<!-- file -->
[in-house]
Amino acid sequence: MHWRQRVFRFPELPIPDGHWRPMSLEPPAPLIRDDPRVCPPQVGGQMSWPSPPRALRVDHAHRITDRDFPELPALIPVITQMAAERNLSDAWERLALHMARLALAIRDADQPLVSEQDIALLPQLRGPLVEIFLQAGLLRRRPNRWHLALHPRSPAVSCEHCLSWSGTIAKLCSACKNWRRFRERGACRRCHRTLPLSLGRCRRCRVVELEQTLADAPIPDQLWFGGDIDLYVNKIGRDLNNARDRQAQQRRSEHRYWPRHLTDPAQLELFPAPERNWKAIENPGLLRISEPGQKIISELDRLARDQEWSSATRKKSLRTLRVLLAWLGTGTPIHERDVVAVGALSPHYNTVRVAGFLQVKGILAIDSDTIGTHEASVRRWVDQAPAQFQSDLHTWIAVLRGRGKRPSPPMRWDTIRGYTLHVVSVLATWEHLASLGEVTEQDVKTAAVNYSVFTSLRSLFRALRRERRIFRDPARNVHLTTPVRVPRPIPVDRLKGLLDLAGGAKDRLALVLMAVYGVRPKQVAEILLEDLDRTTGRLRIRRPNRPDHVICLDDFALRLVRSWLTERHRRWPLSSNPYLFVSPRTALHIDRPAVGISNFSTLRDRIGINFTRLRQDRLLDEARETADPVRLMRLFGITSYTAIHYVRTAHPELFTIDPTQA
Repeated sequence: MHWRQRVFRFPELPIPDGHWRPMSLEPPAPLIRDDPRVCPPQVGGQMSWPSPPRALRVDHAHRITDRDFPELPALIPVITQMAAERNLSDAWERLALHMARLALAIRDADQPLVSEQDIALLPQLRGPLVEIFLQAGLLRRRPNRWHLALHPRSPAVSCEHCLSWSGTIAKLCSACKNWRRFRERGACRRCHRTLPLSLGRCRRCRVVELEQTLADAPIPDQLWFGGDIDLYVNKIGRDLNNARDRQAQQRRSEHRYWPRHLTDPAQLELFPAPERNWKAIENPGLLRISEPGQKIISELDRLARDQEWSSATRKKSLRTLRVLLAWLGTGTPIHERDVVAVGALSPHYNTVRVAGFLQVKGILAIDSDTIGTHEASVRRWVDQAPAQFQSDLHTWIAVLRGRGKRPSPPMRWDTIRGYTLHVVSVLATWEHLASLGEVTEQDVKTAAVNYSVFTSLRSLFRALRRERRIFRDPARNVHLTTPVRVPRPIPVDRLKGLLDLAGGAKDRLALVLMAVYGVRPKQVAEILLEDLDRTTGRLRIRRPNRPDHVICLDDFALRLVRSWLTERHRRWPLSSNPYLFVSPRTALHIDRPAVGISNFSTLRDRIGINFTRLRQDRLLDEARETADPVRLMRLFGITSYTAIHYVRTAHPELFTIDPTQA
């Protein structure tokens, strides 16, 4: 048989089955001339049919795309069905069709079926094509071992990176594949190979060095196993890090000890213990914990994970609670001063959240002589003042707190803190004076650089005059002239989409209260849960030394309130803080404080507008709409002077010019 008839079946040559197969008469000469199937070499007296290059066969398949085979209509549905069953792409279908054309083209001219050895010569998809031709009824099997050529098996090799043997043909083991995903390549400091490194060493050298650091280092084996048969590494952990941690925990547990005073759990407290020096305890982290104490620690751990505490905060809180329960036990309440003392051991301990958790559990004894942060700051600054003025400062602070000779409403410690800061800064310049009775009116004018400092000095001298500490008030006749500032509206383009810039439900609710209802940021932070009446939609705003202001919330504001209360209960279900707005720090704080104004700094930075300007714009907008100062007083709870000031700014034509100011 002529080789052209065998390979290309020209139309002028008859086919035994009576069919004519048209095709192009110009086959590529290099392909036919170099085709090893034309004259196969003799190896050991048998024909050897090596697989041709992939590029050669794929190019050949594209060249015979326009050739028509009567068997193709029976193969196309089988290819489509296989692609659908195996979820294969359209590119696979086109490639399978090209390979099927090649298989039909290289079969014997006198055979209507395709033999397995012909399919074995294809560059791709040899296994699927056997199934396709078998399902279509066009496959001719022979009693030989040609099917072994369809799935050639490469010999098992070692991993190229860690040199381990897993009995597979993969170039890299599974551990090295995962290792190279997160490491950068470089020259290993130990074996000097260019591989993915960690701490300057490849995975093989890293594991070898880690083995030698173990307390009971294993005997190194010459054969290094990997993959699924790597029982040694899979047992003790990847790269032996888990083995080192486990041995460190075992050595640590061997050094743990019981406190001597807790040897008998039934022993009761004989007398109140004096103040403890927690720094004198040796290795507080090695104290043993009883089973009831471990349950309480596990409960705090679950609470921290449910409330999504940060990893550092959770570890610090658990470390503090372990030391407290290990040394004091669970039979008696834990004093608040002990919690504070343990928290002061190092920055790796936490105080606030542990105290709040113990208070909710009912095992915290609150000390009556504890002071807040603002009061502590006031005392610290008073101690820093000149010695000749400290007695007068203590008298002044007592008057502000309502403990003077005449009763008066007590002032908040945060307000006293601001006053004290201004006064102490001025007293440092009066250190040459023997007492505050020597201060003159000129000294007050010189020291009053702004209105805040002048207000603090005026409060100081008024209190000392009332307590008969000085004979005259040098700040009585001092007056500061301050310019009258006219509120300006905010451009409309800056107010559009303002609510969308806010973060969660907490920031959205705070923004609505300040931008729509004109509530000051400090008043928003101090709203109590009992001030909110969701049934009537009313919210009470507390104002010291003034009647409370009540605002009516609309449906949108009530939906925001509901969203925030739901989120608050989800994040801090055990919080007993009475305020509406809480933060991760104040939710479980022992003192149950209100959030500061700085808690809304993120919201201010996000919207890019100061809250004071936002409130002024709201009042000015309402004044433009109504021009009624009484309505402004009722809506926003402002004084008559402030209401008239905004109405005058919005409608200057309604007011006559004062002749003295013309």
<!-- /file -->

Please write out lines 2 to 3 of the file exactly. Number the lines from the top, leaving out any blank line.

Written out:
Amino acid sequence: MHWRQRVFRFPELPIPDGHWRPMSLEPPAPLIRDDPRVCPPQVGGQMSWPSPPRALRVDHAHRITDRDFPELPALIPVITQMAAERNLSDAWERLALHMARLALAIRDADQPLVSEQDIALLPQLRGPLVEIFLQAGLLRRRPNRWHLALHPRSPAVSCEHCLSWSGTIAKLCSACKNWRRFRERGACRRCHRTLPLSLGRCRRCRVVELEQTLADAPIPDQLWFGGDIDLYVNKIGRDLNNARDRQAQQRRSEHRYWPRHLTDPAQLELFPAPERNWKAIENPGLLRISEPGQKIISELDRLARDQEWSSATRKKSLRTLRVLLAWLGTGTPIHERDVVAVGALSPHYNTVRVAGFLQVKGILAIDSDTIGTHEASVRRWVDQAPAQFQSDLHTWIAVLRGRGKRPSPPMRWDTIRGYTLHVVSVLATWEHLASLGEVTEQDVKTAAVNYSVFTSLRSLFRALRRERRIFRDPARNVHLTTPVRVPRPIPVDRLKGLLDLAGGAKDRLALVLMAVYGVRPKQVAEILLEDLDRTTGRLRIRRPNRPDHVICLDDFALRLVRSWLTERHRRWPLSSNPYLFVSPRTALHIDRPAVGISNFSTLRDRIGINFTRLRQDRLLDEARETADPVRLMRLFGITSYTAIHYVRTAHPELFTIDPTQA
Repeated sequence: MHWRQRVFRFPELPIPDGHWRPMSLEPPAPLIRDDPRVCPPQVGGQMSWPSPPRALRVDHAHRITDRDFPELPALIPVITQMAAERNLSDAWERLALHMARLALAIRDADQPLVSEQDIALLPQLRGPLVEIFLQAGLLRRRPNRWHLALHPRSPAVSCEHCLSWSGTIAKLCSACKNWRRFRERGACRRCHRTLPLSLGRCRRCRVVELEQTLADAPIPDQLWFGGDIDLYVNKIGRDLNNARDRQAQQRRSEHRYWPRHLTDPAQLELFPAPERNWKAIENPGLLRISEPGQKIISELDRLARDQEWSSATRKKSLRTLRVLLAWLGTGTPIHERDVVAVGALSPHYNTVRVAGFLQVKGILAIDSDTIGTHEASVRRWVDQAPAQFQSDLHTWIAVLRGRGKRPSPPMRWDTIRGYTLHVVSVLATWEHLASLGEVTEQDVKTAAVNYSVFTSLRSLFRALRRERRIFRDPARNVHLTTPVRVPRPIPVDRLKGLLDLAGGAKDRLALVLMAVYGVRPKQVAEILLEDLDRTTGRLRIRRPNRPDHVICLDDFALRLVRSWLTERHRRWPLSSNPYLFVSPRTALHIDRPAVGISNFSTLRDRIGINFTRLRQDRLLDEARETADPVRLMRLFGITSYTAIHYVRTAHPELFTIDPTQA